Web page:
The pumpkin vines were curled and I added some stumpwork silk leaves to them.  There are 5 leaves on this pincushion and I was astonished at how long they took (over 8 hours!), but the effect was well worth it!  

The seam visible here was another from my inspiration book and is one I copied off an antique crazy quilt. 

From the top you can see the last seam, which is simply feather stitching with some nice big Czech glass leaf beads added.   

The bottom has my usual signature!  The back side of the stitching is signed as well.

Here's my Black Cat running through the Pumpkin Patch!


Around the yard, the leaves are changing with the season.  The Spindle Bush is looking particularly lovely right now as the bright pink pods have split open into little bishop cap shapes and let their bright orange fruits dangle out!  It is just spectacular! 

Family Dinner Night
We had a nice family dinner on Saturday.  Just missing Stephen and David who both had to work.  For our family dinner, we had apple sauce, apple dumplings and salad with apples, pecans and blue cheese, all with apples from our tree!  For the rest of the meal, we had a Mediterranean theme going with tomato bruschetta, rosemary roasted potatoes, and Provincial chicken cooked with white wine, parsley and lots of garlic!  Yummy!   It's always so wonderful to have my kids around the table!  It's one of the things that makes me happier than just about anything else!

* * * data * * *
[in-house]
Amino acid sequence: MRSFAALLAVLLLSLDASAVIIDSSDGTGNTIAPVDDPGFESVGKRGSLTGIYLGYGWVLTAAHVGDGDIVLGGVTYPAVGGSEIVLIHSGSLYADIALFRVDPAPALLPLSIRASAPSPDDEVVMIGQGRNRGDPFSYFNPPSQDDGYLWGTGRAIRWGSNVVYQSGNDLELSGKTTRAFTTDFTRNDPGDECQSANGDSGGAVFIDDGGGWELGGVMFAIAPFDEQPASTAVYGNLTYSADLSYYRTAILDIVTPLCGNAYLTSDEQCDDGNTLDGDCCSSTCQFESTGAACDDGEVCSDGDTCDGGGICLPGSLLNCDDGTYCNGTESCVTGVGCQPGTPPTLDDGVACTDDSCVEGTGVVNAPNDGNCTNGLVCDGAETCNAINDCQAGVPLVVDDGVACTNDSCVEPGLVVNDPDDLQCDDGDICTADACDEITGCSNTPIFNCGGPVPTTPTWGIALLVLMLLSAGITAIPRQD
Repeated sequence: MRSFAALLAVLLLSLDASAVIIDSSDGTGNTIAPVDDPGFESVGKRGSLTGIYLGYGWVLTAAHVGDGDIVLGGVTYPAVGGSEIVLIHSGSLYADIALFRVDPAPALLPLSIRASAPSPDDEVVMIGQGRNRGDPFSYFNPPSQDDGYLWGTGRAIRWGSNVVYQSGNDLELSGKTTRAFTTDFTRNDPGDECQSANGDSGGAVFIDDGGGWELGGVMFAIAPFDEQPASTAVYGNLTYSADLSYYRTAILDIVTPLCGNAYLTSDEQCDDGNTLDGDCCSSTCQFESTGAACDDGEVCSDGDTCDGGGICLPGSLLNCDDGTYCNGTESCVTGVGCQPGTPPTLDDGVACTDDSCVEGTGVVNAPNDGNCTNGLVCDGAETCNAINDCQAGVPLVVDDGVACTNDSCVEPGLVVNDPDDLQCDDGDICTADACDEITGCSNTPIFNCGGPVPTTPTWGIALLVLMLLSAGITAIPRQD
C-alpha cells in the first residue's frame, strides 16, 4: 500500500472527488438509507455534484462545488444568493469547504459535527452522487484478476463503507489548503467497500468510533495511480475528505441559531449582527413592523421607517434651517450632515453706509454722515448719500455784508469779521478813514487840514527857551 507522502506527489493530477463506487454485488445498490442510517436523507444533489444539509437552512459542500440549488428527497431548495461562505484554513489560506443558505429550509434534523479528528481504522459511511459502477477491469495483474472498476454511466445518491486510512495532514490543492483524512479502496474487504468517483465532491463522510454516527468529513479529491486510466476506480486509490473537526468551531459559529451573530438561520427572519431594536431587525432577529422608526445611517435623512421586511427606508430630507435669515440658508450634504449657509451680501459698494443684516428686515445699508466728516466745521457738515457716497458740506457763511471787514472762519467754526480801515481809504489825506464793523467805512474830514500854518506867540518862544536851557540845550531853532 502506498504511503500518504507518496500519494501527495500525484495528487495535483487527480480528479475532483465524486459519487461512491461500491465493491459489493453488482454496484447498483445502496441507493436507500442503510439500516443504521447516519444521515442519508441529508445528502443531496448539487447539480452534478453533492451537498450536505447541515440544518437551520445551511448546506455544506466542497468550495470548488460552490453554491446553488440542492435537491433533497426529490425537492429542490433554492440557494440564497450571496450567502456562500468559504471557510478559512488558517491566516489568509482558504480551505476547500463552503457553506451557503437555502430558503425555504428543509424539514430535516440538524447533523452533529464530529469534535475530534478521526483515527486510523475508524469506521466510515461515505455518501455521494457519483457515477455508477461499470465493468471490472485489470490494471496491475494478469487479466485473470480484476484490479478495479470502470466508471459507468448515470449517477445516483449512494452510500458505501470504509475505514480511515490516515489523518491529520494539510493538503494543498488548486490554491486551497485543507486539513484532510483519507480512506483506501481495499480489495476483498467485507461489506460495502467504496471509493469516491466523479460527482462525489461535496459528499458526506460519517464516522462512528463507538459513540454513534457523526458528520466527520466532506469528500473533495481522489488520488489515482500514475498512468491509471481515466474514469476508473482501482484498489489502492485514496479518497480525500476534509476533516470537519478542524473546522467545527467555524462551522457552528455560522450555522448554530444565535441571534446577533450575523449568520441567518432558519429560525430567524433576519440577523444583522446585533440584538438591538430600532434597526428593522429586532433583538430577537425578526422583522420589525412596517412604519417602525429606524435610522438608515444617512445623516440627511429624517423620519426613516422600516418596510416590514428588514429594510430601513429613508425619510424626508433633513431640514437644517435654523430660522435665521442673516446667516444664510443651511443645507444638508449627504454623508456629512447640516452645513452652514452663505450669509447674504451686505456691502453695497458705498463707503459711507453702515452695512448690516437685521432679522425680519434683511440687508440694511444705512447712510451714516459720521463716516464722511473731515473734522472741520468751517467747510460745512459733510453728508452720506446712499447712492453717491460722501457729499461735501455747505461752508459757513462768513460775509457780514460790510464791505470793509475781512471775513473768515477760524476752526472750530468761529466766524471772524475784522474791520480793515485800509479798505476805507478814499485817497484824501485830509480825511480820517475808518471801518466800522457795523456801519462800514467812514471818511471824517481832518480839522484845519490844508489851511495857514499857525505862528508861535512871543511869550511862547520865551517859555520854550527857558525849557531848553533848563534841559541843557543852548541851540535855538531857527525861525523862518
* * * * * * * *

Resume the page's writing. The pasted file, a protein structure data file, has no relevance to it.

Jessie spent the weekend so that I could teach her how to can and she did a fabulous job learning how to can applesauce from the amazingly sweet apples that came from the tree in our yard!  A couple weeks ago, we make pie filling with them.  We have one more 1/2 bushel of apples to process and they will get turned into apple butter!  We've also extracted lots of juice from the peels and cores that we'll use to make some apple jelly.  Right now it's in the freezer until we have more time to work on it.  

What a blessing this weekend was! Filled with stitching, preserving food (which is one of life's immensely satisfying things!) and time with family!  Life doesn't get much better than this!  

10 October 2014

Stitching by Daylight, Cookbooks by Night

Have you ever gotten so excited about something that you just couldn't wait to share it, even though it wasn't nearly ready?  That's how I'm feeling about my October Pincushion for the CQJP 2014!  So here is a sneak peak at it!  

Really though... I feel like I've had a breakthrough this past couple of weeks.  Suddenly things are coming together in a way I haven't experienced in a long time.  Creativity flows and the ideas spring up like new planted seeds in the springtime.  I just can't stitch fast enough to make it all happen!  Maybe it's been due to having enough time at home, due to having been sick, that allowed me to just sit in my studio day after day and work unhindered for the first time in a long time.  Regardless, I'm really excited about where my art is headed!  I stitch all day long from nearly the moment I rise in the morning until it gets too dark to stitch comfortably.